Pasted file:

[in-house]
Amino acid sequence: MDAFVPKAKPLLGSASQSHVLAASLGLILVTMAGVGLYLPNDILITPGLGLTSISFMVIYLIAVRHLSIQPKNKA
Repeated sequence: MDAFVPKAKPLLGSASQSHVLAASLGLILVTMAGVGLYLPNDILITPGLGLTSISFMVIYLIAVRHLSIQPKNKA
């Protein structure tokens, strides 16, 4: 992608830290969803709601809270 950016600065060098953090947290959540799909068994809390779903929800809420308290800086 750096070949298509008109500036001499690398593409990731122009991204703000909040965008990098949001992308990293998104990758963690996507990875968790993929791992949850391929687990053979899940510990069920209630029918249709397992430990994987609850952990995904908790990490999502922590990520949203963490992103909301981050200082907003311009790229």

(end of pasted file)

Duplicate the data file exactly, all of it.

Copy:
[in-house]
Amino acid sequence: MDAFVPKAKPLLGSASQSHVLAASLGLILVTMAGVGLYLPNDILITPGLGLTSISFMVIYLIAVRHLSIQPKNKA
Repeated sequence: MDAFVPKAKPLLGSASQSHVLAASLGLILVTMAGVGLYLPNDILITPGLGLTSISFMVIYLIAVRHLSIQPKNKA
């Protein structure tokens, strides 16, 4: 992608830290969803709601809270 950016600065060098953090947290959540799909068994809390779903929800809420308290800086 750096070949298509008109500036001499690398593409990731122009991204703000909040965008990098949001992308990293998104990758963690996507990875968790993929791992949850391929687990053979899940510990069920209630029918249709397992430990994987609850952990995904908790990490999502922590990520949203963490992103909301981050200082907003311009790229």